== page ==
NEW YORK – Bishop Mario Dorsonville remembers a conversation he once had with a young woman named Rosalinda in a doctor’s office. Rosalinda, a migrant, had legs full of cactus thorns from her journey through the desert to get to the U.S., but she explained that’s not what hurt most.
“The pain of leaving my country and my grandparents. Those are the terrible thorns that I have in my heart,” Rosalinda told Dorsonville, an auxiliary bishop of Washington and the United States Conference of Catholic Bishops Migration Committee chair.
Dorsonville told the story earlier this month to over 20 Catholic bishops from the U.S., Mexico and Central America, and more than 20 Catholic leaders involved in immigration advocacy, at an emergency immigration summit at the Mundelein Seminary outside of Chicago.
The anecdote is laid out in the final readout of the summit that was recently sent to all of the U.S. bishops. The 18-page document details key topics discussed – welcoming, root causes and advocacy. It included Pope Francis’s vision of a ‘Church without borders’ and the bishops’ priorities and approach to tackling the immigration crisis at the U.S.-Mexico border.
Dorsonville and Bishop Mark Seitz of El Paso announced the readout would be sent to America’s prelates at last week’s spring assembly. They each spoke passionately about the summit and migration issues at the close of the virtual gathering of the nation’s bishops.
“You would be hard-pressed to find a diocese that is not receiving migrants, but it’s not at the forefront of their awareness,” Seitz told Crux of why it was important to bring the topic of immigration to the full body of bishops.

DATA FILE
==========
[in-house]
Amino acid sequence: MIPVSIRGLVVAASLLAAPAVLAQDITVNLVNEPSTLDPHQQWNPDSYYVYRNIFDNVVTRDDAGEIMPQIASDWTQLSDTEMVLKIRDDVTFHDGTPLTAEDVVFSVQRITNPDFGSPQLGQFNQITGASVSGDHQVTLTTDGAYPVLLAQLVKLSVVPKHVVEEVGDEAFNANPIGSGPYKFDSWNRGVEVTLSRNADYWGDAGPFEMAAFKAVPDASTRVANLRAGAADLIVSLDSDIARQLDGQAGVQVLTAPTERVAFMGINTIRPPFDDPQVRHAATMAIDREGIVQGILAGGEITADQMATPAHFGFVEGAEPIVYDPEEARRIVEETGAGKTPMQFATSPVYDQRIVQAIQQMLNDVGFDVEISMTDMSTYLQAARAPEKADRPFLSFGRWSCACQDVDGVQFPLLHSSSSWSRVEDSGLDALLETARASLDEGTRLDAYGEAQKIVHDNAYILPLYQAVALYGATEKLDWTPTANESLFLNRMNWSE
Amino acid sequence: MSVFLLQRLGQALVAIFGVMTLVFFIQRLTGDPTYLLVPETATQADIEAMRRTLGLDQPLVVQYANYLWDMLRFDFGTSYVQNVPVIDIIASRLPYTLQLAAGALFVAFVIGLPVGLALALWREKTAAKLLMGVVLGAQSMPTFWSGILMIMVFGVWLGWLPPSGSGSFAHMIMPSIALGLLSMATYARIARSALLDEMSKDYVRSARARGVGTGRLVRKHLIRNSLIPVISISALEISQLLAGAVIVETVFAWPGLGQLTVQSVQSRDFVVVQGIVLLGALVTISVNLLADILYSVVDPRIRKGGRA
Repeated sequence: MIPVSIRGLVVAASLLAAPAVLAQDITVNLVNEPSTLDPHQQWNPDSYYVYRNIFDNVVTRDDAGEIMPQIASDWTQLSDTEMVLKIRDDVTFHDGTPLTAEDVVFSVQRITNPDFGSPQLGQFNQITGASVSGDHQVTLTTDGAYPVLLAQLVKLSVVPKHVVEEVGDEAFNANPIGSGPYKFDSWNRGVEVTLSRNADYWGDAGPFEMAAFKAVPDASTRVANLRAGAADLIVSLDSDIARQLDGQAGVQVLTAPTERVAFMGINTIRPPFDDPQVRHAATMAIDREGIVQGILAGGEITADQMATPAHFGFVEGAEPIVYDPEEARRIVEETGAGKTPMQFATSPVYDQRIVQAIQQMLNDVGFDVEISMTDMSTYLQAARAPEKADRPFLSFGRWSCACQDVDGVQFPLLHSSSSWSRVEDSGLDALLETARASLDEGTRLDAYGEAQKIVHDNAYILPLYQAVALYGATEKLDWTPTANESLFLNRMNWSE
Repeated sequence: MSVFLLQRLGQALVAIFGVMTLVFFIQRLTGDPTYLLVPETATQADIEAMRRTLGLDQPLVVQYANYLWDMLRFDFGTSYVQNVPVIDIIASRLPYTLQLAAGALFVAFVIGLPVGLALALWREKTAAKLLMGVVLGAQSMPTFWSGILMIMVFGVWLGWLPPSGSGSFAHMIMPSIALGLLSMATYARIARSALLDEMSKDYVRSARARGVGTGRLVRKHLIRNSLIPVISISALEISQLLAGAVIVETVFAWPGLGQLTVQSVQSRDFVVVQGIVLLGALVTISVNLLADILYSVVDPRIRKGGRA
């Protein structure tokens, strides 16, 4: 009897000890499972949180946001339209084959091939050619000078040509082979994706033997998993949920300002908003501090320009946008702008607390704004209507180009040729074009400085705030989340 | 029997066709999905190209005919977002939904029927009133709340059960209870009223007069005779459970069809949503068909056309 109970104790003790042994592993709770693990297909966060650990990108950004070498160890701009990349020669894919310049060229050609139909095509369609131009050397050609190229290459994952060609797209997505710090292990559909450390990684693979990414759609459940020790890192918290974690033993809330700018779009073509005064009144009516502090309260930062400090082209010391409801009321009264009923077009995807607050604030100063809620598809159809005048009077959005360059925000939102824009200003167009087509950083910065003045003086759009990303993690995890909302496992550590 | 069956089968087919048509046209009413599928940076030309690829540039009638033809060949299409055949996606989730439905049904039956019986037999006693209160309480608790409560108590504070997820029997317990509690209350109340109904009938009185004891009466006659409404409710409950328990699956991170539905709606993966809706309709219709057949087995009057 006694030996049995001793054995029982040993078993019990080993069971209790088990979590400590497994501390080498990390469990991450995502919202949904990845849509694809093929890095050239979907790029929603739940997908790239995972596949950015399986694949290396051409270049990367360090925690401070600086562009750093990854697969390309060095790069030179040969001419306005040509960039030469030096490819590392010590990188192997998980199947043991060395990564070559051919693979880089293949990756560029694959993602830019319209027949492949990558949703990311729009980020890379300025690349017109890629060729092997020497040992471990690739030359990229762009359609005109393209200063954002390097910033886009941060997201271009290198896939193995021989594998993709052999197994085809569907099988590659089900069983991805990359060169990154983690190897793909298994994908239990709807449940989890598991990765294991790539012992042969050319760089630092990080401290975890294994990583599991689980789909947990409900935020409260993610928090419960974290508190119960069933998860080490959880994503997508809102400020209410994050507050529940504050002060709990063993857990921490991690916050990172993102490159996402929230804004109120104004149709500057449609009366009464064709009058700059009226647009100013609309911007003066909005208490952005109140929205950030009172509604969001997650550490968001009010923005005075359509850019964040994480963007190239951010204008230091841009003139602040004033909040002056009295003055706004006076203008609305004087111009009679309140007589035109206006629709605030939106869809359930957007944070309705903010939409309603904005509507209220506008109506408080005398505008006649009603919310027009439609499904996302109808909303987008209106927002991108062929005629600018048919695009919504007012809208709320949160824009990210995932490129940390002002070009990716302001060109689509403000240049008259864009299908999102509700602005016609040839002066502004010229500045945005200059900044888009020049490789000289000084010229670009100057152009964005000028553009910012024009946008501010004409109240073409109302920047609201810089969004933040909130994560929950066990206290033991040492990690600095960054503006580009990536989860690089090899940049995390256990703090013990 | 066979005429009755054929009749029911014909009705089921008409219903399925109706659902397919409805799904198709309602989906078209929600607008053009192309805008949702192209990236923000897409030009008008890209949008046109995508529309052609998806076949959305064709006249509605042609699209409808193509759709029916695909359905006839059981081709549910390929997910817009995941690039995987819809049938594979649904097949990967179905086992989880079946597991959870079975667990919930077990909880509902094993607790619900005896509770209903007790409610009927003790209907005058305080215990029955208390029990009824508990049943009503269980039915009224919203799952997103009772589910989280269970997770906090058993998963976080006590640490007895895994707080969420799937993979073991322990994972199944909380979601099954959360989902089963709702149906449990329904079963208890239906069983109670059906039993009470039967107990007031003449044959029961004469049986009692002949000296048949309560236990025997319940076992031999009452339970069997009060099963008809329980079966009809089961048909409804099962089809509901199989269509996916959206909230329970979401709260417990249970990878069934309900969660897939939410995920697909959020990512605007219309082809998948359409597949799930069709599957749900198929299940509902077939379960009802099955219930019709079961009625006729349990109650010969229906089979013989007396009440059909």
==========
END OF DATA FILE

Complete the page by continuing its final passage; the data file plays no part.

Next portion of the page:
“I think it’s extremely important to raise that awareness and to begin to say that this is not just a border issue, that this is an aspect of the life of the church of our care for the poor,” he added. “These people are facing life and death circumstances and the church needs to be there.”
The readout of the summit identifies a long-term action of developing a national framework for guidance regarding the welcome of migrants into the country that will simultaneously encourage the development of diocesan pastoral plans.
Ending Title 42 is listed as the number one advocacy priority. The Trump administration policy instituted last year, and not rescinded by President Joe Biden, allows U.S. authorities to expel migrants on the grounds of public health, limiting their right to seek asylum.
U.S. Customs and Border Protection has expelled 647,919 people under the policy since the start of Fiscal Year 2021 in October, according to its website. 328,267 of those expulsions took place in March, April and May – 107,100, 110,687 and 110,480 respectively.
Other advocacy priorities laid out in the readout are safe, orderly access to asylum and due process at the border; COVID-19 vaccination for migrants entering the southern border and pathways to legalization.
On how to deal with root causes, the document identifies engaging the current administration as the top priority. It suggests Catholic leaders in the United States, Mexico and Central America take a joint advocacy trip to the White House, as well as a trip to Central America, which was dubbed a “joint fact-finding and solidarity trip.”
Another priority action is utilizing the USCCB Justice, Peace & Human Development committee as a think tank to evaluate Biden administration proposals.
Vice President Kamala Harris took her first trip to Central America to focus on root causes earlier this month. Archbishop John Wester of Santa Fe, who participated in the migration summit, told Crux it was important for her to go because “you can’t just simply deal with the symptoms, you’ve got to deal with the symptomatic issues.”
Harris will take her first trip to the U.S.-Mexico border on Friday.
Dorsonville said violence, climate change, corruption, political instability, and a lack of education and opportunities for success are issues that need to be addressed with long term solutions.
In the meantime, he maintains that there needs to be a focus on welcoming the migrants that choose to leave their home countries, and the positive impact that can make.
“[Rosalinda] was a beautiful example,” Dorsonville said. “She learned English and with her English got a job through the help of the Spanish Catholic Center and today she is a Dreamer.”
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